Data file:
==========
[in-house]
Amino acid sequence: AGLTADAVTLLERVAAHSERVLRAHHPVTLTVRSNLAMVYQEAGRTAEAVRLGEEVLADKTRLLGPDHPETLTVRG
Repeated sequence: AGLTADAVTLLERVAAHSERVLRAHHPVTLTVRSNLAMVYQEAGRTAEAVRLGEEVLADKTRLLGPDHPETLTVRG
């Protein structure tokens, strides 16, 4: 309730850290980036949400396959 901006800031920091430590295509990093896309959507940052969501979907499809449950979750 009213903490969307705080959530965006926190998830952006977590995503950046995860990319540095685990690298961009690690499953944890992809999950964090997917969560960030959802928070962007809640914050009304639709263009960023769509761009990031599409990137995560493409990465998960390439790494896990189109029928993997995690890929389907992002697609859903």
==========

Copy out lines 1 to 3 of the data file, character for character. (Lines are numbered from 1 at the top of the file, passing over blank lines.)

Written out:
[in-house]
Amino acid sequence: AGLTADAVTLLERVAAHSERVLRAHHPVTLTVRSNLAMVYQEAGRTAEAVRLGEEVLADKTRLLGPDHPETLTVRG
Repeated sequence: AGLTADAVTLLERVAAHSERVLRAHHPVTLTVRSNLAMVYQEAGRTAEAVRLGEEVLADKTRLLGPDHPETLTVRG